That day, I managed to go through ten chapters. By then I decided it was better to print it out and work on paper instead; I always wanted to be an English teacher. So before heading to bed, I hooked my laptop to the printer and left it to print while I snoozed.

When morning arrived, I put off working on my novel and decided to go for a walk. There was a small path behind my holiday cabin that led to a lake, and I was hoping for nature to inspire me. After my walk, I returned to the cabin and went straight to the printer. Rearranging the sheets of paper, I came across a word that was starting to annoy me. Quickly grabbing a red pen, I crossed out the word ‘Dead’ and wrote ‘Dear’ above it.

Checking my laptop after, I found that the error was still there. Frustrated that my laptop was acting up, I retyped the word, and printed the first page. I was confident this time, as I strutted to the printer only to find the same grim word.

Somehow having inkling that my laptop had revised itself again, I decided to ignore my novel all together and read a book instead. Maybe my eyes were playing a trick on me or maybe I was just too tired after my walk to the lake, whatever the reason was, I was not going to touch it that day.

Cuddling up on the couch as a light drizzle began, I let the crime novel take me on an adventure. Halfway through Detective Frigate’s theory on who murdered Lady Gloria, my phone rang. Grunting at the disturbance, I pulled away from the Detective’s office and answered, “Hello?”

“Hey Rosy, how are you?” my friend asked.

“Good. I was reading. You interrupted Detective Frigate,” I replied

“Nice to know you’re feeling better,” my friend said with a chuckle.

Better? I was not sick, but I responded with a ‘thank you’ anyway.

“So, how’s the book going?”

“It’s going fine.”

“I heard you’re going to let Macy take credit for it.”

“Macy?”

“Sorry. I know, it’s too soon to be talking about her.”

I did not reply. I had no idea what she was talking about.

“Anyway, it’s good to hear from you. Jake said he could not reach you, so I was worried.”

“Jake?”

Who were these people she was naming?

“The guy that you and Macy always hung out with? The one Macy liked?”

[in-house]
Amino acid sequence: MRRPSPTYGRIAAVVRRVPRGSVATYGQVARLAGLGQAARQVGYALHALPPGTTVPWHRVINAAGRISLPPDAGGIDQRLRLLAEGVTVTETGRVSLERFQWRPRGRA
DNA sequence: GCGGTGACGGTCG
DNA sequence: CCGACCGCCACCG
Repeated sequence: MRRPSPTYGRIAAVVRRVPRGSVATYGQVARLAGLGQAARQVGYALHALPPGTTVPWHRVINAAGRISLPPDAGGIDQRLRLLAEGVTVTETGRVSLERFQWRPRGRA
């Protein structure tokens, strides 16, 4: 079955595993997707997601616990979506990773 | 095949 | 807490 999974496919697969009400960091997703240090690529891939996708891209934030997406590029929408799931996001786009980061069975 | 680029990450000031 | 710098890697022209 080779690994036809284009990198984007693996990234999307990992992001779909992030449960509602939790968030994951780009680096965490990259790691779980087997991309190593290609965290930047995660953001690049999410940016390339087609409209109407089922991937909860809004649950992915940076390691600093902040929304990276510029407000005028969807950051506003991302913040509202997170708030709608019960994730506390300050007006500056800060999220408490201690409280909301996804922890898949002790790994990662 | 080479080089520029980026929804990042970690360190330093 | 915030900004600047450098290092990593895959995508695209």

“Oh, Jake,” I said. The conversation did not go on after that, because I became extremely disturbed by chapter one’s title. When my friend hung up, I went straight to the pile of printed words and read the first chapter again.

Chapter 1: Dead Macy 

My dead friend Macy was always kind and generous, but she was only kind and generous with strangers. With me, she had a habit of taking everything, even the man I liked. Too bad for her now. She’s gone and-

I could not read on. It was not what I had written a few weeks ago. Somebody had changed it. As I checked the rest of the chapters, I found one titled ‘Goodbye Jake’ and another ‘Daddy’s Funeral’. I had no recollection of writing any of it and I began to freak out.

Maybe I was sick. Maybe that was the reason my parents sent me away. Maybe that was why a doctor came this morning. What was his name? Doctor Lake? No, I took a walk to the lake. Did he ask me to? Wait, where am I? Where’s Macy?

We’re supposed to finish this novel together.

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Occasionally, a random idea pops up in my head and I write it down. This story is one of them. There’s no ‘moral’ to it, but I hope you enjoyed it anyway.

Do let me know what you think of it in the comments below!

© 2014 Jeyna Grace

(For more short stories, click HERE)

 
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Posted by on August 14, 2014 in Original Works